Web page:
Since his return to state politics, Ghulam Nabi Azad has frequently said that whereas he wants land ownership and work opportunities, especially in the government sector to remain confined to erstwhile “state subjects”, he cannot guarantee the restoration of special status to Jammu & Kashmir.
He has argued that such restoration can happen only in one of two ways: either through an act of parliament, or via the intervention of the Supreme Court – which is due to hear petitions concerning such restoration.
What may or may not happen to the revoked “special status” that had been granted to the erstwhile state as a condition of its formal accession to the dominion of India is not my primary concern here.
Time will tell.
However, on this anniversary of the day when the Constitution of India was adopted in 1949, it just might be apposite to recall that the constitution inscribed a third democratic way for citizens to pursue public demands, voice grievances, or express disapproval of policy decisions made by the governments of the day—a way designed to nudge the institutional mechanisms of our democracy into aligning with public needs and perceptions.
That way was codified in Article 19-22 under the rubric “right to freedom.”
Clause 19(1) – specifically (b), (c) – speaks to the citizen’s right to “assemble without arms” and to form “associations and unions.”
Clearly, the purpose of the right to assemble and to form associations and unions is intended to furnish the citizenry a collective public avenue peacefully to question governmental actions and policies, and/or to place demands either for redressal of grievances or new policy initiatives.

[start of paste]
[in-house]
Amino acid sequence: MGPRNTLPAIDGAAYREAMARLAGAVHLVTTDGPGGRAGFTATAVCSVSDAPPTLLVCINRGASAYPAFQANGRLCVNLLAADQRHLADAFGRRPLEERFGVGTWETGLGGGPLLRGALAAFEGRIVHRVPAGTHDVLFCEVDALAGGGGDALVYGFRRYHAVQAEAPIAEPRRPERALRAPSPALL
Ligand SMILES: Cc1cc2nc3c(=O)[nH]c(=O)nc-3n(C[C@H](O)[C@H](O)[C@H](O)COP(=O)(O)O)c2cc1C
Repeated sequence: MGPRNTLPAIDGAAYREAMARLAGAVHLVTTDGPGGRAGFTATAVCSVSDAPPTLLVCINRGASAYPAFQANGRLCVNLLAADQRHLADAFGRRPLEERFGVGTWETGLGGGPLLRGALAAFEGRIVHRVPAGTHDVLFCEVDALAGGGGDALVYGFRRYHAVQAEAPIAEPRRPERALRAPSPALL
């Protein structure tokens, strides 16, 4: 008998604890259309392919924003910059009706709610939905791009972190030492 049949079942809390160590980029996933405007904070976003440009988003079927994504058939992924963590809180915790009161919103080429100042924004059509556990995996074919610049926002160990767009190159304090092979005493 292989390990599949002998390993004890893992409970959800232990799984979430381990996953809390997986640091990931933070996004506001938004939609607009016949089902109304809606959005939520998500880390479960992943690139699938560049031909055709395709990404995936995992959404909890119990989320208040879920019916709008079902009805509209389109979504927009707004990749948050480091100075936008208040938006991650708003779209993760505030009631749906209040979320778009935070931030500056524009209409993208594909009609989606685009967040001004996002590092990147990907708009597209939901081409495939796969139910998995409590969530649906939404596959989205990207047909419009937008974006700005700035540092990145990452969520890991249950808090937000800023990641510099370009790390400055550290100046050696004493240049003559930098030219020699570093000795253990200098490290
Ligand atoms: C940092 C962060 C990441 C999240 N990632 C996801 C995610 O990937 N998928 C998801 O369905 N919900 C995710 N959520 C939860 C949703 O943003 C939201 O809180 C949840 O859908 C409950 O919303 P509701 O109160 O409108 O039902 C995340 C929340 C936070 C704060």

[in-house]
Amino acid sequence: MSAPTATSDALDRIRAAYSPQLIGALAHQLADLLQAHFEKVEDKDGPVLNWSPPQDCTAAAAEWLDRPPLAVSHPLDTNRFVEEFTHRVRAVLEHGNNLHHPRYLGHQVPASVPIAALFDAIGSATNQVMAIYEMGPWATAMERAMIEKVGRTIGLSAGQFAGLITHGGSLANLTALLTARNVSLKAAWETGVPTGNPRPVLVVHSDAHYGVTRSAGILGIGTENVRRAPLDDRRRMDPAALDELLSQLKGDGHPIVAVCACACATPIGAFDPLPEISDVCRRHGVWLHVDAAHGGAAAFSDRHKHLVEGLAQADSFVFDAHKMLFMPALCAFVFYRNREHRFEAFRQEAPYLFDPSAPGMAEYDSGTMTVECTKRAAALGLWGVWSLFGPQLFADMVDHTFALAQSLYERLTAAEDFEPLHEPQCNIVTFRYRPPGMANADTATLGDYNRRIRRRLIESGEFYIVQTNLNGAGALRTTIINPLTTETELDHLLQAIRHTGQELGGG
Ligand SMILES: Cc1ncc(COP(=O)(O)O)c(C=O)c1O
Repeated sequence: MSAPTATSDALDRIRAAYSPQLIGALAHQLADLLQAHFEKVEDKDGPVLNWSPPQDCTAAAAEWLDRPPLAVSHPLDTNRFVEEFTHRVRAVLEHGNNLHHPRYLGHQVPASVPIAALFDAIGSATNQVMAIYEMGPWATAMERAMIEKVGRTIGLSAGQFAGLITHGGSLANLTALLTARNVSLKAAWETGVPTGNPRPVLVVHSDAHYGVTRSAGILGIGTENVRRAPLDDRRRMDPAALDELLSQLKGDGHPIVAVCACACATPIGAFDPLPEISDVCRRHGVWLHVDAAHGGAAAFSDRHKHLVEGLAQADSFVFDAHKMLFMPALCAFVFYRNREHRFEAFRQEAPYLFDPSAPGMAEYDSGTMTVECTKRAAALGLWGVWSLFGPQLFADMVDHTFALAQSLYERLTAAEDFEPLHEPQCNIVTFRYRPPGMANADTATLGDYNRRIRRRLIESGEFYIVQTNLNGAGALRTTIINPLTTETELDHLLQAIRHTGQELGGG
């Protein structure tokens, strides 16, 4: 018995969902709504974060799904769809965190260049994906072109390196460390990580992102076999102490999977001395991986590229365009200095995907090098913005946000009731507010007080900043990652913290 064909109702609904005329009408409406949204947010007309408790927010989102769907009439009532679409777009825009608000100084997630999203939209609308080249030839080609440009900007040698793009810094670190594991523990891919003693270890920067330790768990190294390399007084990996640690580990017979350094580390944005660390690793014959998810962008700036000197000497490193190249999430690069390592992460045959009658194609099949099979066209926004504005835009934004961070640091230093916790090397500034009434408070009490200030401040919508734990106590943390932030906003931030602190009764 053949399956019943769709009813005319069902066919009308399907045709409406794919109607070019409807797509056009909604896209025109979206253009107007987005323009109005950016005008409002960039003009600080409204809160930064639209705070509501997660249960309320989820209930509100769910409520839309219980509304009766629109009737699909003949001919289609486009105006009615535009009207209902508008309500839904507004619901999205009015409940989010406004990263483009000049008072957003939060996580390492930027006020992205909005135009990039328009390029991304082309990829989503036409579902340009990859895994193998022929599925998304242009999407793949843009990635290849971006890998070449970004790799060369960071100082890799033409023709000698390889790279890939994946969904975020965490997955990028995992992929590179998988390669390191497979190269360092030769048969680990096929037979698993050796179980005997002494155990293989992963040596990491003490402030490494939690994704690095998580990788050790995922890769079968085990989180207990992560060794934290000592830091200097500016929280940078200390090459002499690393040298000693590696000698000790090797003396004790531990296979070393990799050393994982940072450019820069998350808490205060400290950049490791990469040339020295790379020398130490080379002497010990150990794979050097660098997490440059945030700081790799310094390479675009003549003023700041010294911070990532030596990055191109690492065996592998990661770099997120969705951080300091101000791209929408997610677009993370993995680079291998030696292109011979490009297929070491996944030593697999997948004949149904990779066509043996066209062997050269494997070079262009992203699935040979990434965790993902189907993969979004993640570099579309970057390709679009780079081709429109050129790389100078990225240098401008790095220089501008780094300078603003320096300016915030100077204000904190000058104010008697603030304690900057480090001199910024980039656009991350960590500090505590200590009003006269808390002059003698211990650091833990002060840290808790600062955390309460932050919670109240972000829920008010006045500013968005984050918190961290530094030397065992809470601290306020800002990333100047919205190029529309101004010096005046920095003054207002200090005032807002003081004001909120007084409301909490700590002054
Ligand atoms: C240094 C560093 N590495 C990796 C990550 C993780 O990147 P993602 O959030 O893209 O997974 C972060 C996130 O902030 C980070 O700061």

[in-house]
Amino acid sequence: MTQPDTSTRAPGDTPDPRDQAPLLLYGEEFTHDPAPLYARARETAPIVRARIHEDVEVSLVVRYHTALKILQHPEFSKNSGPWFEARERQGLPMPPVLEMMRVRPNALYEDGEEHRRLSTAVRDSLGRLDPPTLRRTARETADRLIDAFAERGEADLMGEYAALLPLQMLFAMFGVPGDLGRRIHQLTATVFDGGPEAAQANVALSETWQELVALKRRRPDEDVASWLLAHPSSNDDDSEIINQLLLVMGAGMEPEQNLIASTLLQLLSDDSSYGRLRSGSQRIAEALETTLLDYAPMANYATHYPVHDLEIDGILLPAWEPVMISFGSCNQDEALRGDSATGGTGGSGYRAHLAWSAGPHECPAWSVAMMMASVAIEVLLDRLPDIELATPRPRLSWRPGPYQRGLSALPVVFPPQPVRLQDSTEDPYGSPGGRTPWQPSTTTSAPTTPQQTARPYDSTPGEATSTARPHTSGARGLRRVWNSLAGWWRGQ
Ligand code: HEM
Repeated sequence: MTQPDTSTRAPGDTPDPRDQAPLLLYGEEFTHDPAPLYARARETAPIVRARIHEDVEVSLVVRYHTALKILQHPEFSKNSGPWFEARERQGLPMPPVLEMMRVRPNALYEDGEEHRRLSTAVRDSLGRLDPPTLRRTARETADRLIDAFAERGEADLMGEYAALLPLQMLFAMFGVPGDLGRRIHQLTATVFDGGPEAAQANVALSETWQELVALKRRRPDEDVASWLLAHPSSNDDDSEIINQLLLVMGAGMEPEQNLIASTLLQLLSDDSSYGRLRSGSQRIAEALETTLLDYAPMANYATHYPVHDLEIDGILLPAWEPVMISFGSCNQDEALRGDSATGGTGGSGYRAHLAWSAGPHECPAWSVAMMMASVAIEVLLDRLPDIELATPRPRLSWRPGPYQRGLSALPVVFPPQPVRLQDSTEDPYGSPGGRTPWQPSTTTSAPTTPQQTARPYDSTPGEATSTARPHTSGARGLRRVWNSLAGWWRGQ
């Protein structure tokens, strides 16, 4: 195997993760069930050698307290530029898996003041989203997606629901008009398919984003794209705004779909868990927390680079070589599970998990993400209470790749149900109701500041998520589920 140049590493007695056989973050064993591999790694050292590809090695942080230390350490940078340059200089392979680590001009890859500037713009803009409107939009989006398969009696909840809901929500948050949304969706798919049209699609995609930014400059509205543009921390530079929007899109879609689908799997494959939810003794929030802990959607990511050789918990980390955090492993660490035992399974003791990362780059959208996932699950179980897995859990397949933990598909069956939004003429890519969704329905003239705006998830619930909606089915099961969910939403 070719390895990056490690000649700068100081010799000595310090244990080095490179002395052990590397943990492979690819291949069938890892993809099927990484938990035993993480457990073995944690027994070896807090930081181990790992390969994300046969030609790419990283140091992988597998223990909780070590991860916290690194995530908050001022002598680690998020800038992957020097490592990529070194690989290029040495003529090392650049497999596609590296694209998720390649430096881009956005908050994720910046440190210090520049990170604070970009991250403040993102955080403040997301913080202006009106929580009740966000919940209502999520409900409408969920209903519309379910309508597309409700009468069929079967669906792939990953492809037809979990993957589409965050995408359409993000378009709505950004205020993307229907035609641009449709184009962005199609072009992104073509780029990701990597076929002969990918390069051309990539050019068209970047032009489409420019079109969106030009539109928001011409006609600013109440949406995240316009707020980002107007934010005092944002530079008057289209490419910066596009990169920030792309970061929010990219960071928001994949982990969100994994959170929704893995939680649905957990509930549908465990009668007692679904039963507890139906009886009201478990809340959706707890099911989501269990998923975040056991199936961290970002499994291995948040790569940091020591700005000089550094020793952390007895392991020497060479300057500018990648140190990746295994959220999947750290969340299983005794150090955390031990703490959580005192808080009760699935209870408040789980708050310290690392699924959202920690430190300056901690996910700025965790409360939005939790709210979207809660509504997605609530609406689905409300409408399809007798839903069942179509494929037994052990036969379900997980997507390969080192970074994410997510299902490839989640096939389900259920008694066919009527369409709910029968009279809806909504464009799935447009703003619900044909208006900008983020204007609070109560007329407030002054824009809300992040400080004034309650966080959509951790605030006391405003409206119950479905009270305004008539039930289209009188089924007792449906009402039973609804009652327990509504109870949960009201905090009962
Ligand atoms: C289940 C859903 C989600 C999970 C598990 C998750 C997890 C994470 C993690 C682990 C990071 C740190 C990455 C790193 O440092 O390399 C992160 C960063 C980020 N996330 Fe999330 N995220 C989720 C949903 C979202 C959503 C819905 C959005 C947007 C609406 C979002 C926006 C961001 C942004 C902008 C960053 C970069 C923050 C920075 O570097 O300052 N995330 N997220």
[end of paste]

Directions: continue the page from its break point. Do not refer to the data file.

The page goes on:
It must be obvious that without this right, the very idea of a constitutional democracy would not but be farcical and untenable in principle, given that democracy, after all, was born of the ideal of “government by the people, of the people, for the people;” and, in the case of our republic, the fact that it is “we the people” who are enshrined as having “given to ourselves” the constitution.
Take away that right and what must follow is a complete denial of the “right to freedom” – leaving the way open yet again to tyrannical forms of government.
Were it to be argued that the right to public protest should be understood to pertain only to colonial times of subjugation, one would have to explain why such a right was inscribed in the constitution of free India by our framers.
Not for nothing did the chief architect of the constitution instruct the mass of the republic’s socially and economically dispossessed populations to “educate, organise, agitate” in order to seek their just democratic/ constitutional dues from the state.
Nothing reminds us more forcefully of the potential of peaceful assembly and principled democratic protest than the quite recent year-long agitation by the farming community—a happening that has already gone into the history of memorable democratic people’s movements world-wide.
It was the undented democratic unity and peaceful resolve behind the rational force of the case the protesting farmers made to the nation which, after all, obliged the Modi government to roll back the three farm laws that had sought to insert private corporate control over land ownership, production, storage, and sale of farm products.
Theoretically, therefore, Ghulam Nabi Azad would concede that such a course can be adopted by opponents of the reading down of Article 370, provided, needless to say, there be genuine and sufficient collective desire and preparedness to do so.